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Pictured above is the wheelbarrow and shovel used at the ceremony for the ‘cutting of the first sod’ of the South Dock on the 26th February 1852. The wheelbarrow was of polished mahogany, enriched with carved foliage and bearing the Coats of Arms of the Marquis of Worcester, the Borough of Swansea, and the Swansea Dock Company.  Its wheel was engraved with the motto "Per Ardua" (Through Adversity) and the spokes consisted of carved plumes of feathers. The shovel was of burnished steel with a handle of polished mahogany.
 

Around 70,000 to 80,000 people were assembled in Burrows Square on the 26th February 1852 to witness the Marquis of Worcester cutting the first sod of the new South Dock and depositing it into the ceremonial wheelbarrow, whereupon it was conveyed by the vice-chairman of the Swansea Dock Company, Captain Evan Morgan, towards the seaward margin of the proposed new works. The wheelbarrow, made of polished mahogany and bearing the Coats of Arms of the Marquis of Worcester, the Borough of Swansea, and the Swansea Dock Company, is on permanent exhibition at the Swansea Museum in Victoria Road, Swansea.

Financial difficulties set in during construction of the South Dock, however, and the Swansea Dock Company found itself unable to complete the project. Under the Swansea Harbour Act 1857, the company was bought out by the Swansea Harbour Trust, who finished the work and officially opened the dock on the 23rd September 1859. The opening ceremony was performed by Miss Emily Charlotte Talbot, daughter of the Lord Lieutenant of Glamorgan, Christopher Rice Mansel Talbot.

The South Dock handled commercial shipping for well over a century, and was famous for its thriving fishmarket, which was established in 1905, and for the export of coal. At one time there had been eleven coal-shipping appliances in the main dock area, although this number had fallen to just four by the mid 1930s. Other cargoes included iron ore, timber, sand & gravel, and potatoes. Sadly, a general decline in trade lead to the closure of the South Dock in 1971 but, within a few years, it had been acquired by the City Council and was being developed as the Marina we see today.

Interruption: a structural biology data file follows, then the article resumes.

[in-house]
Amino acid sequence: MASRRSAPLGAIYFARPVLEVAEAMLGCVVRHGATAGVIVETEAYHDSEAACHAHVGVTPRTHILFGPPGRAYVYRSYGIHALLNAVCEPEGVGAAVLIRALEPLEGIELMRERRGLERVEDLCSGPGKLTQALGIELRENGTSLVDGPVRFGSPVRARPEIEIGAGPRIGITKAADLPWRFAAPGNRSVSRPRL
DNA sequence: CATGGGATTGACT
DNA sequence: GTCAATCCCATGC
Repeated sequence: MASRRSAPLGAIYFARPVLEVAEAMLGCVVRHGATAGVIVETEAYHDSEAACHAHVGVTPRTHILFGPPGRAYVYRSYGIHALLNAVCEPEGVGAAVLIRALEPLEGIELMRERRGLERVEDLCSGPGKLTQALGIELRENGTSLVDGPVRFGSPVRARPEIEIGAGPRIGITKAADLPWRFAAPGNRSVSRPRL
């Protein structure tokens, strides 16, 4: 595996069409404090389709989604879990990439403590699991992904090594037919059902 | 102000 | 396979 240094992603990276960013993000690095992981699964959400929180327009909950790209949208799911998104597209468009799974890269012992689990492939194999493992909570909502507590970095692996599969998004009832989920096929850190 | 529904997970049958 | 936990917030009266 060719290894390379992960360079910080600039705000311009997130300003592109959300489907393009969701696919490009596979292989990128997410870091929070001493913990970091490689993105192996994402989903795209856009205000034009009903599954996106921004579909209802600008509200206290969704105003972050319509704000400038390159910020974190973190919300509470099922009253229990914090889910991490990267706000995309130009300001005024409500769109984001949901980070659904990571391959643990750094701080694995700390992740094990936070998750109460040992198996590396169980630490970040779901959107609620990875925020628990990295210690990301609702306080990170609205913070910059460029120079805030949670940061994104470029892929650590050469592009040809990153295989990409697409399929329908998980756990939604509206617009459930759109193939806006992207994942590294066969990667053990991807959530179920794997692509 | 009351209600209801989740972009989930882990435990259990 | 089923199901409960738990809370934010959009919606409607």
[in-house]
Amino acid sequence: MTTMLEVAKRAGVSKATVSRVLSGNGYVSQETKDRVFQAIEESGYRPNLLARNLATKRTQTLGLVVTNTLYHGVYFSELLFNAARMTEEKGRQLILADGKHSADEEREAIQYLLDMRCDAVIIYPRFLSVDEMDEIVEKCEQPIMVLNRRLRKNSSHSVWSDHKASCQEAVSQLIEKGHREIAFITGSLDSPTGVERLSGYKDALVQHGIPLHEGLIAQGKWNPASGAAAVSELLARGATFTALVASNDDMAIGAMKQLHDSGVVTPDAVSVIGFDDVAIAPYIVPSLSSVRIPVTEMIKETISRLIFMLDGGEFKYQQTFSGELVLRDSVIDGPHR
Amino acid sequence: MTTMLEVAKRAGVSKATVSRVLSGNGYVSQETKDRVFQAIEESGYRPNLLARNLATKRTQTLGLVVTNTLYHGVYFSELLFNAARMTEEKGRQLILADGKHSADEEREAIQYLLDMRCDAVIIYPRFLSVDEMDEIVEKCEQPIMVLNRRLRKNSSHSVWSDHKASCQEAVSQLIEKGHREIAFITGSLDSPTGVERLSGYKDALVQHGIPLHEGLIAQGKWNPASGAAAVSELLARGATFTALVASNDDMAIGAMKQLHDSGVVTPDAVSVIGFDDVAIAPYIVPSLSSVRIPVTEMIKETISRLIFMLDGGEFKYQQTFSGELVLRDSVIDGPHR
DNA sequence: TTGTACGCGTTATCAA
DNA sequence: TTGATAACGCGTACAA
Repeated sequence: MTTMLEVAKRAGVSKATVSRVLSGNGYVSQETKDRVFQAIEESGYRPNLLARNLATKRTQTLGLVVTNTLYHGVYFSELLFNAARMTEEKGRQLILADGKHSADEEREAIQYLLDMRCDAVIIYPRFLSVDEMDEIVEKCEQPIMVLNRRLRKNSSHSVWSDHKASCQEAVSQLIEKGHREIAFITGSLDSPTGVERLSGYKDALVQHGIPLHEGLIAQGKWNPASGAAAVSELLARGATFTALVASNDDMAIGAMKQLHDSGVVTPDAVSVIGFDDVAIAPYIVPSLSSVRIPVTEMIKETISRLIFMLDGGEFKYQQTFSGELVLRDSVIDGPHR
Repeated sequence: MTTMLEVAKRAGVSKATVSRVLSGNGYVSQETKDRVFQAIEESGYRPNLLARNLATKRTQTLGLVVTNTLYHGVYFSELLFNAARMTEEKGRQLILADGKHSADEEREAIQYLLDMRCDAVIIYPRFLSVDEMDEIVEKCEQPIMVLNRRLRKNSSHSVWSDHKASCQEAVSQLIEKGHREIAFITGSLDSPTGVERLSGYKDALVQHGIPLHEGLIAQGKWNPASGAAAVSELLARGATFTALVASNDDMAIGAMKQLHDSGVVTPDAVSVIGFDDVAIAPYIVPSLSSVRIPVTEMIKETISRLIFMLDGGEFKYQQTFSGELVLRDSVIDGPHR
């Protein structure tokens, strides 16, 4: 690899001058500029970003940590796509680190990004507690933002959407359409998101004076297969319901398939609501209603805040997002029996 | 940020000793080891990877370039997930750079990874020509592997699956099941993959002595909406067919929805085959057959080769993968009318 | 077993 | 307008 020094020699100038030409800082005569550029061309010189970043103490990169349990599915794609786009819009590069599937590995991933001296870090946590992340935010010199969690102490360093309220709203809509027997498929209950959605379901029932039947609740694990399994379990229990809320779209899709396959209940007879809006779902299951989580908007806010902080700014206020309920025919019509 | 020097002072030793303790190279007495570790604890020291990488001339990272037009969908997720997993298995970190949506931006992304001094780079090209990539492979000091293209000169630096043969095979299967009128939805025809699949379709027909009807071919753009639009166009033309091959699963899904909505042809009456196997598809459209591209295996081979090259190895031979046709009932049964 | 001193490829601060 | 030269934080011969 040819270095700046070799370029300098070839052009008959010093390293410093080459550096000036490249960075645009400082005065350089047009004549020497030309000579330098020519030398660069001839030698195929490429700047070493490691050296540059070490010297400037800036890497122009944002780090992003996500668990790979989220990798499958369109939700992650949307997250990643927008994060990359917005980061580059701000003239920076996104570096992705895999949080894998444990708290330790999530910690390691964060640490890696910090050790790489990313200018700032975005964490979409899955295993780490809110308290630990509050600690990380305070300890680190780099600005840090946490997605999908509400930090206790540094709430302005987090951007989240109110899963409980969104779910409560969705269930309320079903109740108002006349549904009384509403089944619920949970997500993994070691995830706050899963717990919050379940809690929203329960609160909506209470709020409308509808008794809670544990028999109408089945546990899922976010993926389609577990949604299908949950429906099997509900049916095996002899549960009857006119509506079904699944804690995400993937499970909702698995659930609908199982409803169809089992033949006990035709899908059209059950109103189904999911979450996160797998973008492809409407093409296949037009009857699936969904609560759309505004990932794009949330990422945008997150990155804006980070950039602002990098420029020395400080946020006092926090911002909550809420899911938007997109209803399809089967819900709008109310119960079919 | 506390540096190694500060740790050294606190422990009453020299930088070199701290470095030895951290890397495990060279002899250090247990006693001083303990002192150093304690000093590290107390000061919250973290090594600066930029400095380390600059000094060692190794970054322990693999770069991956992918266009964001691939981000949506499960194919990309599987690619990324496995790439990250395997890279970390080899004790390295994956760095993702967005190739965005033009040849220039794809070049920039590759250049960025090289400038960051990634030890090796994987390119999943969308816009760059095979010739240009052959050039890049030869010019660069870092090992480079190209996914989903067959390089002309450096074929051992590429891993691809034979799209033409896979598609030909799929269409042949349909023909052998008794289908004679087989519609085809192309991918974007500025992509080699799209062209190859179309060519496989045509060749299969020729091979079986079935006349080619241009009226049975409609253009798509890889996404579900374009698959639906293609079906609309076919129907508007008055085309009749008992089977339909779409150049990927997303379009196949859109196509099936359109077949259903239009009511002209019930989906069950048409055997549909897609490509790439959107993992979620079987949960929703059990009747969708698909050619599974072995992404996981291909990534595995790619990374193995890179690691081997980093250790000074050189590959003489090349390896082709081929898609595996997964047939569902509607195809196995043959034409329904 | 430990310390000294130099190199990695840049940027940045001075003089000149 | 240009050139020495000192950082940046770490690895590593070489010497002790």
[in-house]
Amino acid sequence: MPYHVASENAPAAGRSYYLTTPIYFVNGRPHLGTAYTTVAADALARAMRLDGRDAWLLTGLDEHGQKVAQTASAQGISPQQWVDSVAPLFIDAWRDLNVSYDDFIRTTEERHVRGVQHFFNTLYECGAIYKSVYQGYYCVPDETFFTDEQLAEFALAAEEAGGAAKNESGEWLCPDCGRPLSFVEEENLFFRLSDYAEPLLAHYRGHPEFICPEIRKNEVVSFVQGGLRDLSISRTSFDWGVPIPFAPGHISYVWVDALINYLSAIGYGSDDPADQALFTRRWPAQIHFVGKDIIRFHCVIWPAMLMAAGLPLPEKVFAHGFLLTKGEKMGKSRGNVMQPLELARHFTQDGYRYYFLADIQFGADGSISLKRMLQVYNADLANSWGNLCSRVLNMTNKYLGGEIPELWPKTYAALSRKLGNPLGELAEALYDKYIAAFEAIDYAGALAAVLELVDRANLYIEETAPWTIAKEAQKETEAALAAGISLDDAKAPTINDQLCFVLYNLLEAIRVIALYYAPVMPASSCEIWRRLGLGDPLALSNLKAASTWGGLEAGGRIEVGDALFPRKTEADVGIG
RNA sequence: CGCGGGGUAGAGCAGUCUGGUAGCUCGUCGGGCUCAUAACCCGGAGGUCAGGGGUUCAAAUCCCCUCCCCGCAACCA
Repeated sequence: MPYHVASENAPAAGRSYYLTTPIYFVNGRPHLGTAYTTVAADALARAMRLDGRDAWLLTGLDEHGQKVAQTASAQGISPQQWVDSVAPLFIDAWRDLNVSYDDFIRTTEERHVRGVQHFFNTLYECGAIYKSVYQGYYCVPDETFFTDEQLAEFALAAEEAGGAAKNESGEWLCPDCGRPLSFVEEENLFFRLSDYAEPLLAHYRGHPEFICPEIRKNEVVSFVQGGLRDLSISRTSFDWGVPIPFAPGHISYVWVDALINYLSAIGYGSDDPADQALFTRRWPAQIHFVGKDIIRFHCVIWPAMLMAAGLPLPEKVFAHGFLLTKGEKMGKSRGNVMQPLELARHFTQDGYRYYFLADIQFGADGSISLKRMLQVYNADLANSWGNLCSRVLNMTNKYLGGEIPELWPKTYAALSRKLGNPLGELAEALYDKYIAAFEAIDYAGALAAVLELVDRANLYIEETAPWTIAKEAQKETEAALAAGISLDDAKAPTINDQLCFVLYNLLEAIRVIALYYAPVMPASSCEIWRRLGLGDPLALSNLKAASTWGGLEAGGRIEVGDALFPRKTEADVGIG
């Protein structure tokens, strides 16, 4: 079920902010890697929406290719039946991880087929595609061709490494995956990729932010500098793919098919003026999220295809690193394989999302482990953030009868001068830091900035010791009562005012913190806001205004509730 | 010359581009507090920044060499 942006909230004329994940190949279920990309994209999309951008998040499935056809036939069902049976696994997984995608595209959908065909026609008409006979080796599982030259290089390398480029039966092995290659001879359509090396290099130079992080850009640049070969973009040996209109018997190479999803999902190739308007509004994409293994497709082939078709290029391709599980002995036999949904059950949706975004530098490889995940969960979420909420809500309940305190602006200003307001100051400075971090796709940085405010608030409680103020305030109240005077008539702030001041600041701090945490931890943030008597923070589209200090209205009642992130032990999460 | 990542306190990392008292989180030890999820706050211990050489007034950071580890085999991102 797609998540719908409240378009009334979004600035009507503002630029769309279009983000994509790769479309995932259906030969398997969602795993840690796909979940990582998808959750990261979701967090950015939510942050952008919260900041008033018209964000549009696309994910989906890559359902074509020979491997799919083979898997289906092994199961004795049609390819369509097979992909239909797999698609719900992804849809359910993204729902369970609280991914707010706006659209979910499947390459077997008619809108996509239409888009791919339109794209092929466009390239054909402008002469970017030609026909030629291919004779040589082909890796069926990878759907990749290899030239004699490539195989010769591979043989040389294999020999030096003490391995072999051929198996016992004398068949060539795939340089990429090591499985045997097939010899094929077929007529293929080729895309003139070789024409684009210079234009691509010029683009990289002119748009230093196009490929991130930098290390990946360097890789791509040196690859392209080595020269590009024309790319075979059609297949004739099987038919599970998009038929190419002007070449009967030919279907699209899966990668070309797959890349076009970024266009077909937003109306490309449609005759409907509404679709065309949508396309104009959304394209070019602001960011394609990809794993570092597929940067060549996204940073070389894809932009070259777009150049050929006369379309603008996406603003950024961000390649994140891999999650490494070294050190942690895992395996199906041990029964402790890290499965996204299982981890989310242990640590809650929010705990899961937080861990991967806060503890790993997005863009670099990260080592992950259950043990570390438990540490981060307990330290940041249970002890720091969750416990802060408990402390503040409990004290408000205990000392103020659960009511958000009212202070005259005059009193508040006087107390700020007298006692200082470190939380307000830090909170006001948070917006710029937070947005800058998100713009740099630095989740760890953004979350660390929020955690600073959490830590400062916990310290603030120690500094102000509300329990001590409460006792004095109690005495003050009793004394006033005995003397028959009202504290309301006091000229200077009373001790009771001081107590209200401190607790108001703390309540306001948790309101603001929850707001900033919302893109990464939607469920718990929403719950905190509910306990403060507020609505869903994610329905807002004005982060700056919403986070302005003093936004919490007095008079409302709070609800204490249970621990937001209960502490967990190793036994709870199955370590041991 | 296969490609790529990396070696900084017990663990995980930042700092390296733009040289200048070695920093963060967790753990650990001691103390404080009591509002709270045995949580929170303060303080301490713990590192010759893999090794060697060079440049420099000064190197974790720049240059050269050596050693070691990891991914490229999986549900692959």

The original entrance from the river into the South Dock half-tide basin was fitted with just a single pair of dock gates, while the passage between the half-tide basin and the inner South Dock (the main lock) was fitted out with three pairs of lock gates. In 1903 a new lock entrance from the river into the half-tide basin was completed, and the half-tide basin became a fully-impounded part of the South Dock. The new entrance, which was fitted with two pairs of lock gates, meant that the original lock gates in the connecting passageway could be dispensed with. In 1901 a new impounding station was built on the north side of the lock head and, in 1905, the original swingbridge across the communicating passage was replaced by a more substantial structure, which can be seen in later photographs.

The ‘new’ entrance to the South Dock Basin can still be seen today, although the original lock gates are long gone, having been replaced by modern ‘sector’ gates which allow leisure craft to enter and leave the Swansea Marina. 2019 marked the 160th anniversary of the opening of the South Dock, and it’s good to see that the Swansea Dock Company’s original vision is still benefiting the City of Swansea after all these years.
 

 

Commencement of the construction of the South Dock, 26th February 1852
 

Work in progress building the South Dock.  In the background, Burrows Lodge.


Same view taken on July 17th 2008.